Handicapping the iPhone 6 opportunity
At Apple's developers confab, no hardware but plenty of clues on what's coming later in 2014
What does Apple's "installed base" - iPhones currently in use - tell us about the iPhone's next opportunity?
With Apple's Worldwide Developers Conference just around the corner, speculation is building about what will be announced. Your guess of what Apple actually will roll out come Monday is as good as mine. Having followed the company for many years, I have learned not to spend too much energy on predictions, but to wait for the actual announcements.
Looking at Apple's announcements in previous years, we know that software has been king-and rightly so, as this is a developers' conference. That said, I am sure that even with a focus on software, we will gain some insight into what will be coming in the Fall with the expected launch of the iPhone 6. So, now is as good a time as any to look at the market opportunity for the new model.
In one of Apple's largest markets, the US, 88% of iPhone owners who plan to change devices over the next 12 months say they will stick with Apple, according to Kantar Wordlpanel ComTech data. In Apple's other largest market, China, 41% of iPhone owners who intend to change devices in the next 12 months say they will stick with Apple.
For Samsung, 76% of owners in the US and 46% of owners in China say they will buy another Samsung device.
With smartphone penetration approaching a ceiling in many mature markets, keeping your customers loyal to your brand is only part of the challenge-winning over your competitors' customers completes the equation. In the US, smartphone penetration is now 55%, with smartphone sales representing 74% of overall mobile sales in Q1 2014. When it comes to Apple and Samsung, most customer movement happens between the two, rather than toward other players. While 3.7% of current US Apple owners plan to move to Samsung, 8.5% of Samsung owners plan to move to Apple.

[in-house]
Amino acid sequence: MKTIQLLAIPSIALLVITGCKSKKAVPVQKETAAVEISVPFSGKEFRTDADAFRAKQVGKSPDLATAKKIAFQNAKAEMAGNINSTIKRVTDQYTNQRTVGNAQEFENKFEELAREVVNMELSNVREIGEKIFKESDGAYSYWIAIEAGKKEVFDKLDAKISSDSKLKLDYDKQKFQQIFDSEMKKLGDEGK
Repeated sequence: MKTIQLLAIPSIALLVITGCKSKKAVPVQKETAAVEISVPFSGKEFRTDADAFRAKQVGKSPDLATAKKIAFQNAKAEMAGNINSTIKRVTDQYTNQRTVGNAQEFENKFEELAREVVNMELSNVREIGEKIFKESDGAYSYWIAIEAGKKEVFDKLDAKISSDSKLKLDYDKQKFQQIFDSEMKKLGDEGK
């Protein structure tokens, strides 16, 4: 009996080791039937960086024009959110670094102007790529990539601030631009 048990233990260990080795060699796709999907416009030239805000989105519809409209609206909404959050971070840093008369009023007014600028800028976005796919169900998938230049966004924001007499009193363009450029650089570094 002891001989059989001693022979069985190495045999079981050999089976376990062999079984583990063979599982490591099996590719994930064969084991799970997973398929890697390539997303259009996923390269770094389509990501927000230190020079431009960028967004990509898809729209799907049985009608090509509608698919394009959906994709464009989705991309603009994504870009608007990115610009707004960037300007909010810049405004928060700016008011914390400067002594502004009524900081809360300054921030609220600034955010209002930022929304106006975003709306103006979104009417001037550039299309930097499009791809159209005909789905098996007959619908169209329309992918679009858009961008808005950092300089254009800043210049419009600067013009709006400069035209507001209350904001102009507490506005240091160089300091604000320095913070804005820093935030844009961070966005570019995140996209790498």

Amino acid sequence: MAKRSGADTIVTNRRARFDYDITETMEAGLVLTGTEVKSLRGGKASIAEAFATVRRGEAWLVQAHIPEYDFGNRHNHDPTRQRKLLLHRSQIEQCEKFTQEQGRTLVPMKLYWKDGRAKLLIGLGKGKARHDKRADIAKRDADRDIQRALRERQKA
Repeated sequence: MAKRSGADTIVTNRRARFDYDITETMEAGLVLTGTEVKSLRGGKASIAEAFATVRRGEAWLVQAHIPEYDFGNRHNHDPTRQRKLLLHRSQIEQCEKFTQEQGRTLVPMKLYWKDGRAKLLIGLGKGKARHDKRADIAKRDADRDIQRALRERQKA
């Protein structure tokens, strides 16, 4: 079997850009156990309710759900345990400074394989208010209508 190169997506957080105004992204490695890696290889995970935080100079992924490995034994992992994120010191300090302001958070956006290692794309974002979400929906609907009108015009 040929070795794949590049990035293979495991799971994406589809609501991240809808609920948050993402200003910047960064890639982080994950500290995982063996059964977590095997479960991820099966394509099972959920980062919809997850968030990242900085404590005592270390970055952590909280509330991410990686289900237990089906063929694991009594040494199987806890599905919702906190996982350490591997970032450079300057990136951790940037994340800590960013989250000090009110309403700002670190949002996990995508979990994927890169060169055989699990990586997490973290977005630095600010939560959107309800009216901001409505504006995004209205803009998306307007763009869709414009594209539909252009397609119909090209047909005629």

In China, the intended movement is significantly higher, confirming that the Chinese market is more volatile as subsidies do not help to regulate brand share. Thirty-five percent of Apple's current owners in China are considering moving to Samsung, while 46% of Samsung's current smartphone owners are considering moving to Apple.
Looking at how the installed base breaks down when it comes to different iPhone models also gives us a good sense of the upgrade opportunity. In the US, Apple's installed base is split between the iPhone 4S at 27%, the iPhone 4 at 22%, and the iPhone 5 at 24%. In China, Apple's installed base is split at 36% for iPhone 4S, 33% for the iPhone 4, and 15% for the iPhone 5.
While the age of a phone matters, and Apple's installed base mix shows strong potential for upgrades, the actual design and specs of the new model will strongly impact how quickly the replacement cycle kicks in. Among all the Apple models, the iPhone 4 and iPhone 5 had the strongest launch quarters, which bodes well for the next "S-less" model.
The big source of buzz about the iPhone 6 is its larger screen size-the lack of which, many experts speculate, has caused Apple to lose appeal and customers over the past year.
Kantar Worldpanel ComTech data, however, tells a different story when it comes to the US market. When looking at the US consumers who upgraded their devices over the past year, only 14% of iPhone users moved from Apple to Android, and of those, only 2.1% opted for a screen of 5.5 inches or larger.
Chinese consumers have turned to larger screen sizes over the past year, so it is no surprise that these numbers are higher: Among consumers who upgraded their devices over the past year, 39% left iOS for Android. Of those, 12.3% opted for a screen of 5.5 inches or larger.
The potential upside of moving to a larger screen is certainly considerable for Apple in China, with customers to be retained and won over, but the impact will not be lost in the US, either. While Apple has been criticized for not jumping earlier on the larger-screen bandwagon, it is worth highlighting that it is not in Apple's DNA to follow trends for the sake of it, especially when the user experience on the device and across devices could be compromised.